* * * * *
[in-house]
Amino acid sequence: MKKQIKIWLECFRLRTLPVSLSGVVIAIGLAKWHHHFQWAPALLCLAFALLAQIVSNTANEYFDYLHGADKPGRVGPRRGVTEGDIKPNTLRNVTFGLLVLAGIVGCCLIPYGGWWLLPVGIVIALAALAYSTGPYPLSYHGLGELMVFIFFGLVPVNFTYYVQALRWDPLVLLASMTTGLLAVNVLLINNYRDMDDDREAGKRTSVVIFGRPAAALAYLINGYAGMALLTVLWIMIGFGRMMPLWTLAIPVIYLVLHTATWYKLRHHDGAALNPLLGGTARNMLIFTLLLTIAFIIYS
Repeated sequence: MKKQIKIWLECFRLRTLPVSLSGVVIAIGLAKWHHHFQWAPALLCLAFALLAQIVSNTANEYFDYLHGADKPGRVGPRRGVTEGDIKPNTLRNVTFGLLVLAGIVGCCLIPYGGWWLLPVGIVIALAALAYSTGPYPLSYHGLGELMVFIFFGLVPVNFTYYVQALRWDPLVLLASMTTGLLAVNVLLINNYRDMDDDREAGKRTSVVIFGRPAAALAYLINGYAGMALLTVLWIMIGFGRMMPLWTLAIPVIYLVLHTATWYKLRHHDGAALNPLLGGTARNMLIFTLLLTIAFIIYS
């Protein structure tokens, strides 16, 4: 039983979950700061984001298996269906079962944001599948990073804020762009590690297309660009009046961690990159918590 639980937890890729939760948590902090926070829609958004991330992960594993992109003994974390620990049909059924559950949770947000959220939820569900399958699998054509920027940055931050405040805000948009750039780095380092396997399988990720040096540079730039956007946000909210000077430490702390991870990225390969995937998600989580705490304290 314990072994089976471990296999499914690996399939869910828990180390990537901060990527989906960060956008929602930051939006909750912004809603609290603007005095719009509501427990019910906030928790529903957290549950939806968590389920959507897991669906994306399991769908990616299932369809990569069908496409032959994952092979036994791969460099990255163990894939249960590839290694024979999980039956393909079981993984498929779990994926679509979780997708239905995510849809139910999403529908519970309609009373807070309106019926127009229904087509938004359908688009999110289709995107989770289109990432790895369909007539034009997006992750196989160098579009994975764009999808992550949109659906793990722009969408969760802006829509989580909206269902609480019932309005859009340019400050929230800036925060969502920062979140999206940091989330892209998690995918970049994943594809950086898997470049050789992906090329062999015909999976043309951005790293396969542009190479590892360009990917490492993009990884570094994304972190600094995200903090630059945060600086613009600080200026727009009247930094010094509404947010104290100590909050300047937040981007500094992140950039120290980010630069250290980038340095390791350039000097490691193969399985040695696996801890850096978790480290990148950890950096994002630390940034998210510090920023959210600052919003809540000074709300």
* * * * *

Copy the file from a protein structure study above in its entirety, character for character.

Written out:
[in-house]
Amino acid sequence: MKKQIKIWLECFRLRTLPVSLSGVVIAIGLAKWHHHFQWAPALLCLAFALLAQIVSNTANEYFDYLHGADKPGRVGPRRGVTEGDIKPNTLRNVTFGLLVLAGIVGCCLIPYGGWWLLPVGIVIALAALAYSTGPYPLSYHGLGELMVFIFFGLVPVNFTYYVQALRWDPLVLLASMTTGLLAVNVLLINNYRDMDDDREAGKRTSVVIFGRPAAALAYLINGYAGMALLTVLWIMIGFGRMMPLWTLAIPVIYLVLHTATWYKLRHHDGAALNPLLGGTARNMLIFTLLLTIAFIIYS
Repeated sequence: MKKQIKIWLECFRLRTLPVSLSGVVIAIGLAKWHHHFQWAPALLCLAFALLAQIVSNTANEYFDYLHGADKPGRVGPRRGVTEGDIKPNTLRNVTFGLLVLAGIVGCCLIPYGGWWLLPVGIVIALAALAYSTGPYPLSYHGLGELMVFIFFGLVPVNFTYYVQALRWDPLVLLASMTTGLLAVNVLLINNYRDMDDDREAGKRTSVVIFGRPAAALAYLINGYAGMALLTVLWIMIGFGRMMPLWTLAIPVIYLVLHTATWYKLRHHDGAALNPLLGGTARNMLIFTLLLTIAFIIYS
């Protein structure tokens, strides 16, 4: 039983979950700061984001298996269906079962944001599948990073804020762009590690297309660009009046961690990159918590 639980937890890729939760948590902090926070829609958004991330992960594993992109003994974390620990049909059924559950949770947000959220939820569900399958699998054509920027940055931050405040805000948009750039780095380092396997399988990720040096540079730039956007946000909210000077430490702390991870990225390969995937998600989580705490304290 314990072994089976471990296999499914690996399939869910828990180390990537901060990527989906960060956008929602930051939006909750912004809603609290603007005095719009509501427990019910906030928790529903957290549950939806968590389920959507897991669906994306399991769908990616299932369809990569069908496409032959994952092979036994791969460099990255163990894939249960590839290694024979999980039956393909079981993984498929779990994926679509979780997708239905995510849809139910999403529908519970309609009373807070309106019926127009229904087509938004359908688009999110289709995107989770289109990432790895369909007539034009997006992750196989160098579009994975764009999808992550949109659906793990722009969408969760802006829509989580909206269902609480019932309005859009340019400050929230800036925060969502920062979140999206940091989330892209998690995918970049994943594809950086898997470049050789992906090329062999015909999976043309951005790293396969542009190479590892360009990917490492993009990884570094994304972190600094995200903090630059945060600086613009600080200026727009009247930094010094509404947010104290100590909050300047937040981007500094992140950039120290980010630069250290980038340095390791350039000097490691193969399985040695696996801890850096978790480290990148950890950096994002630390940034998210510090920023959210600052919003809540000074709300």